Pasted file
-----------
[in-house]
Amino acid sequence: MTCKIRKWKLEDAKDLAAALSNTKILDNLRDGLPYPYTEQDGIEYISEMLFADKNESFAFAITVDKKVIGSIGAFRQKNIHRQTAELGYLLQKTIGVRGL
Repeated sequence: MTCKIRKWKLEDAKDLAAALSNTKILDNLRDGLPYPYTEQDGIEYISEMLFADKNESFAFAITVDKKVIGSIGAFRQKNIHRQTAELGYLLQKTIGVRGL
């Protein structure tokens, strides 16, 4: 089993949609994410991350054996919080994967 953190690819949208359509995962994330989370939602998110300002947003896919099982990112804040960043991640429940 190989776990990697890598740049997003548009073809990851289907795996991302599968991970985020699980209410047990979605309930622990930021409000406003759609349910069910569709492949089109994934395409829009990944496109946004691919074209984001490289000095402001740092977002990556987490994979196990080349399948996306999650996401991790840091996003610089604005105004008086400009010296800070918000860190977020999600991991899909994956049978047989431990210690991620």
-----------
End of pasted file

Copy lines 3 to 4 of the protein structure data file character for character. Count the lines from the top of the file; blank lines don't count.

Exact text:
Repeated sequence: MTCKIRKWKLEDAKDLAAALSNTKILDNLRDGLPYPYTEQDGIEYISEMLFADKNESFAFAITVDKKVIGSIGAFRQKNIHRQTAELGYLLQKTIGVRGL
């Protein structure tokens, strides 16, 4: 089993949609994410991350054996919080994967 953190690819949208359509995962994330989370939602998110300002947003896919099982990112804040960043991640429940 190989776990990697890598740049997003548009073809990851289907795996991302599968991970985020699980209410047990979605309930622990930021409000406003759609349910069910569709492949089109994934395409829009990944496109946004691919074209984001490289000095402001740092977002990556987490994979196990080349399948996306999650996401991790840091996003610089604005105004008086400009010296800070918000860190977020999600991991899909994956049978047989431990210690991620």